An ad for menswear brand Suitsupply, which features models in an orgy setting, kissing open-mouthed and tongue-tied, has created anger online.
The ad’s tagline – “The new normal is coming” – references the end of the pandemic and the bacchanalian promise of a post-Covid era that some analysts have called “the roaring 1920s.”
However, the CEO and founder of the company, Fokke de Jong, defended the announcement, telling The Guardian: “Life after the pandemic is on the horizon. Social distancing for extraordinarily long periods of time has conditioned us to fear [the] proximity of others. The campaign is simply a positive outlook on our future where people can come together again and get closer. “
The talk seems to have worked: according to digitaloft.co.uk, searches for the brand have increased 41% in the week since the online ad was launched. But for many, the campaign seems too much, too soon.
“Extreme close-ups of models that are not masked and have visible tongues in some cases are likely to be aimed at getting potential customers to think about buying from Suitsupply,” says Adrianne Pasquarelli, Senior Reporter at Ad Age, “[but] the fact that we are not yet, or even almost yet, in that post-pandemic period makes the announcements even more controversial. Millions are still waiting for vaccines when we hit the one-year mark. “
“Rather than being hot and flustered just for the sake of doing it, all of a sudden there is a social component to these ads that doubles as a comment on people’s longing for the human touch,” says Mario Abad, Fashion Editor at Paper .
Of course, shock advertising is not a new phenomenon. “Explicit fashion advertisements date back to 1980, when Calvin Klein marketed its jeans wearing 15-year-old Brooke Shields,” says Professor Andrew Groves, director of the fashion design course at the University of Westminster. “The more designers like Klein spread their brand on mass-market sidelines, the more they relied on controversial advertising to reach a wider consumer audience.”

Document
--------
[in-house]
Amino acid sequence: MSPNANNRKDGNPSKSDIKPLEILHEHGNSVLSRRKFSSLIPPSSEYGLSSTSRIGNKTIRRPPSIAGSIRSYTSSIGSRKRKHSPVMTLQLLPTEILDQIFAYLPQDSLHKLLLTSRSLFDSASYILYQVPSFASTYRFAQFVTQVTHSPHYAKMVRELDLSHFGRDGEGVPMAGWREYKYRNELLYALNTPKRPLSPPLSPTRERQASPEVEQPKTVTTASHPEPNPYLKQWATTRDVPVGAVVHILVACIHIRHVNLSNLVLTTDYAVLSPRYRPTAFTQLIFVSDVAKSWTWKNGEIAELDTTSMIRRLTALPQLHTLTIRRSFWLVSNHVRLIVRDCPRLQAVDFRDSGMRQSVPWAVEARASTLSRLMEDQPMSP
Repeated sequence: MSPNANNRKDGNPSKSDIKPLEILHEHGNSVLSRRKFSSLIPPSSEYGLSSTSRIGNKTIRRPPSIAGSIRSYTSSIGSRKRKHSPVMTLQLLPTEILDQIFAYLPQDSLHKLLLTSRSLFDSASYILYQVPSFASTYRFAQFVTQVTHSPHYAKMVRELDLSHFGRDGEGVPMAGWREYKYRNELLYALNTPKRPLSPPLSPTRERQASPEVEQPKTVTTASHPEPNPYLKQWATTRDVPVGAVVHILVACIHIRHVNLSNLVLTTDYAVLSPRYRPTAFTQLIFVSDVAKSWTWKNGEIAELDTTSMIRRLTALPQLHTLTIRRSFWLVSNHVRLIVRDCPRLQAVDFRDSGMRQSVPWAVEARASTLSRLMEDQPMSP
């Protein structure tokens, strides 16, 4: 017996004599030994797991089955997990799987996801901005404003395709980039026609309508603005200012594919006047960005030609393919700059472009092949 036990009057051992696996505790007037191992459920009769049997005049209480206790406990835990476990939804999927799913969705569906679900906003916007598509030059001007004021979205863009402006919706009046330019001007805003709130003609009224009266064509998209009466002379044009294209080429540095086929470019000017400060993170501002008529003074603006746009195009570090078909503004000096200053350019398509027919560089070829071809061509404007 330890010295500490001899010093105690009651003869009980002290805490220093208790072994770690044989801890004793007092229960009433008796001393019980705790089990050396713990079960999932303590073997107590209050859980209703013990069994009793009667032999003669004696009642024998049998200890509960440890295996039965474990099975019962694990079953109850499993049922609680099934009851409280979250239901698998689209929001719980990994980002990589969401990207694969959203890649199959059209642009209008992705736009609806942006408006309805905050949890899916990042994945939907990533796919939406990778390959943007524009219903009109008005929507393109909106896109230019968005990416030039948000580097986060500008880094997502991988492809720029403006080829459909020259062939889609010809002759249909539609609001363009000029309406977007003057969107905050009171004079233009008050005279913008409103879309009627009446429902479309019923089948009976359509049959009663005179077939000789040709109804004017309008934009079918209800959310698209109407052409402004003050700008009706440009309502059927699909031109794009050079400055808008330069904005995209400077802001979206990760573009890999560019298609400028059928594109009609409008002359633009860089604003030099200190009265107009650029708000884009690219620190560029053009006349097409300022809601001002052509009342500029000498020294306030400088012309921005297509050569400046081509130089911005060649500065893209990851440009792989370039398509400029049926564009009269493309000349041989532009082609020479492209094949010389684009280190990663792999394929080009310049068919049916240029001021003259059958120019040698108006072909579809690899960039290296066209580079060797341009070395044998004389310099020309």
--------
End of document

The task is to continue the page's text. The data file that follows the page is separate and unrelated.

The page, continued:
Groves says that Klein’s announcements became more explicit as time went on, “reaching a nadir in 1995 with a TV commercial that appeared to be a screen test for a low-budget movie. The audience’s point of view [was] that of the director behind the camera, so we are complicit when he asks the models about their bodies or tells them to take off their clothes. It’s easy to see why it was removed. ” Buzzfeed He has described it as “too creepy”.
A progressive aspect of the latest ads is that they feature same-sex couples. Abad says this is a gamble to attract the attention of the Gen Z customer. “Focused on same-sex couples [to the point] where it becomes the norm, rather than as one-off stunts, will go a long way toward building the kind of authenticity brands preach so much about, ”he says.
Given that suit sales have fallen dramatically as a result of people working from home, Suitsupply’s announcement may be an attempt to restart a struggling market. Last year, the US company Tailored Brands, which controls suit retailers Men’s Wearhouse and Jos A Bank, filed for bankruptcy.
“Showing something provocative, like an orgy, helps build enthusiasm among consumers at a time when suit sales are declining,” says Pasquarelli. “In pre-pandemic times, showing an apparent orgy would get people talking; Now, when many are still socially distancing themselves and trying to keep their germs to themselves, an orgy is even more shocking. That impact can translate into brand awareness. “
However, Groves believes that it will not turn into sales. “The problem with Suitsupply is that whatever the ‘new normal’ is, it will not include a return to orgies or wearing suits anytime soon.”
George is Digismak’s reported cum editor with 13 years of experience in Journalism